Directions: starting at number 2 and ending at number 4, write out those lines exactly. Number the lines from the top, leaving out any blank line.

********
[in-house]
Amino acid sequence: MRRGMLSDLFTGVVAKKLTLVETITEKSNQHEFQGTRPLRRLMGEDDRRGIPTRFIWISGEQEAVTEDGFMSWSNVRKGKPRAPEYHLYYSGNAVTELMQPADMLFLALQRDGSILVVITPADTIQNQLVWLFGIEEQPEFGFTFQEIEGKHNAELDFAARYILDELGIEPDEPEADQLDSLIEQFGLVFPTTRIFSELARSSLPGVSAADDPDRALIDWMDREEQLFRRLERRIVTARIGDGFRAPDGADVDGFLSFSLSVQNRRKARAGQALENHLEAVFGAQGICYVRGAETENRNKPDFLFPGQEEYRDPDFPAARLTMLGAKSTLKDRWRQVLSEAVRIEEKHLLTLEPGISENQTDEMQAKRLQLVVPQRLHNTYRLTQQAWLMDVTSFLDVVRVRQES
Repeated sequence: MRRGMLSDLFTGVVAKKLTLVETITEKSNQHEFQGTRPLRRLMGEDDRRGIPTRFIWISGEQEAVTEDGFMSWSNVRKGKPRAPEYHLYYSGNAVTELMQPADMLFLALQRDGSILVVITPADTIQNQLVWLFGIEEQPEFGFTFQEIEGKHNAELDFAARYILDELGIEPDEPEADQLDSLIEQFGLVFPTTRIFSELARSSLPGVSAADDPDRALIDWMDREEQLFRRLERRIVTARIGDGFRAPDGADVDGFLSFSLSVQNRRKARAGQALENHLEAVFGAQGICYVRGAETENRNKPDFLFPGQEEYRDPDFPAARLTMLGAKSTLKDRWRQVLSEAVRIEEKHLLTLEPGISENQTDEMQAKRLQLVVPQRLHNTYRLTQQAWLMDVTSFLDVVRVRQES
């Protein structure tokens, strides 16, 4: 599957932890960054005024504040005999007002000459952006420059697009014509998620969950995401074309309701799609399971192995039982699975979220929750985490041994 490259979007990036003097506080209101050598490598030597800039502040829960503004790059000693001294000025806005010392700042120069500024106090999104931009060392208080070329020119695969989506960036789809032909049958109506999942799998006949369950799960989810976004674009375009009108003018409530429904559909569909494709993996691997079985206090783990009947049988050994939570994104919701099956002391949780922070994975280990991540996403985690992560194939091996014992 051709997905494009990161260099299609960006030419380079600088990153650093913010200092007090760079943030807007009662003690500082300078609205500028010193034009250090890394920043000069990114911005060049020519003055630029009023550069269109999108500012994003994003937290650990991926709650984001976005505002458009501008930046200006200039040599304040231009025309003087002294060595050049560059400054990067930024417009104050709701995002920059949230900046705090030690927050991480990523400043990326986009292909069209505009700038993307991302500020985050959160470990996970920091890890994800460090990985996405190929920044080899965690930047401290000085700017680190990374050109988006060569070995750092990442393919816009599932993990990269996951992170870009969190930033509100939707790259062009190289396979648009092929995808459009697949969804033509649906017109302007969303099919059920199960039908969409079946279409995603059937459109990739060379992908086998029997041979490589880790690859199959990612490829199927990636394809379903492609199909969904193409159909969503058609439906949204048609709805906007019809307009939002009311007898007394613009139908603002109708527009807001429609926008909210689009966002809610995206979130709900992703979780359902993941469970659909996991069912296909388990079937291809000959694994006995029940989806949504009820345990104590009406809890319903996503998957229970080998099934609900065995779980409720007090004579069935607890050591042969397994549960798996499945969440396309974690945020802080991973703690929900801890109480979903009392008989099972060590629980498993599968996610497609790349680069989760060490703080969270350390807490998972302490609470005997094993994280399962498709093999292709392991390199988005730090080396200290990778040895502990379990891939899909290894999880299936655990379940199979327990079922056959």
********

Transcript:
Amino acid sequence: MRRGMLSDLFTGVVAKKLTLVETITEKSNQHEFQGTRPLRRLMGEDDRRGIPTRFIWISGEQEAVTEDGFMSWSNVRKGKPRAPEYHLYYSGNAVTELMQPADMLFLALQRDGSILVVITPADTIQNQLVWLFGIEEQPEFGFTFQEIEGKHNAELDFAARYILDELGIEPDEPEADQLDSLIEQFGLVFPTTRIFSELARSSLPGVSAADDPDRALIDWMDREEQLFRRLERRIVTARIGDGFRAPDGADVDGFLSFSLSVQNRRKARAGQALENHLEAVFGAQGICYVRGAETENRNKPDFLFPGQEEYRDPDFPAARLTMLGAKSTLKDRWRQVLSEAVRIEEKHLLTLEPGISENQTDEMQAKRLQLVVPQRLHNTYRLTQQAWLMDVTSFLDVVRVRQES
Repeated sequence: MRRGMLSDLFTGVVAKKLTLVETITEKSNQHEFQGTRPLRRLMGEDDRRGIPTRFIWISGEQEAVTEDGFMSWSNVRKGKPRAPEYHLYYSGNAVTELMQPADMLFLALQRDGSILVVITPADTIQNQLVWLFGIEEQPEFGFTFQEIEGKHNAELDFAARYILDELGIEPDEPEADQLDSLIEQFGLVFPTTRIFSELARSSLPGVSAADDPDRALIDWMDREEQLFRRLERRIVTARIGDGFRAPDGADVDGFLSFSLSVQNRRKARAGQALENHLEAVFGAQGICYVRGAETENRNKPDFLFPGQEEYRDPDFPAARLTMLGAKSTLKDRWRQVLSEAVRIEEKHLLTLEPGISENQTDEMQAKRLQLVVPQRLHNTYRLTQQAWLMDVTSFLDVVRVRQES
């Protein structure tokens, strides 16, 4: 599957932890960054005024504040005999007002000459952006420059697009014509998620969950995401074309309701799609399971192995039982699975979220929750985490041994 490259979007990036003097506080209101050598490598030597800039502040829960503004790059000693001294000025806005010392700042120069500024106090999104931009060392208080070329020119695969989506960036789809032909049958109506999942799998006949369950799960989810976004674009375009009108003018409530429904559909569909494709993996691997079985206090783990009947049988050994939570994104919701099956002391949780922070994975280990991540996403985690992560194939091996014992 051709997905494009990161260099299609960006030419380079600088990153650093913010200092007090760079943030807007009662003690500082300078609205500028010193034009250090890394920043000069990114911005060049020519003055630029009023550069269109999108500012994003994003937290650990991926709650984001976005505002458009501008930046200006200039040599304040231009025309003087002294060595050049560059400054990067930024417009104050709701995002920059949230900046705090030690927050991480990523400043990326986009292909069209505009700038993307991302500020985050959160470990996970920091890890994800460090990985996405190929920044080899965690930047401290000085700017680190990374050109988006060569070995750092990442393919816009599932993990990269996951992170870009969190930033509100939707790259062009190289396979648009092929995808459009697949969804033509649906017109302007969303099919059920199960039908969409079946279409995603059937459109990739060379992908086998029997041979490589880790690859199959990612490829199927990636394809379903492609199909969904193409159909969503058609439906949204048609709805906007019809307009939002009311007898007394613009139908603002109708527009807001429609926008909210689009966002809610995206979130709900992703979780359902993941469970659909996991069912296909388990079937291809000959694994006995029940989806949504009820345990104590009406809890319903996503998957229970080998099934609900065995779980409720007090004579069935607890050591042969397994549960798996499945969440396309974690945020802080991973703690929900801890109480979903009392008989099972060590629980498993599968996610497609790349680069989760060490703080969270350390807490998972302490609470005997094993994280399962498709093999292709392991390199988005730090080396200290990778040895502990379990891939899909290894999880299936655990379940199979327990079922056959």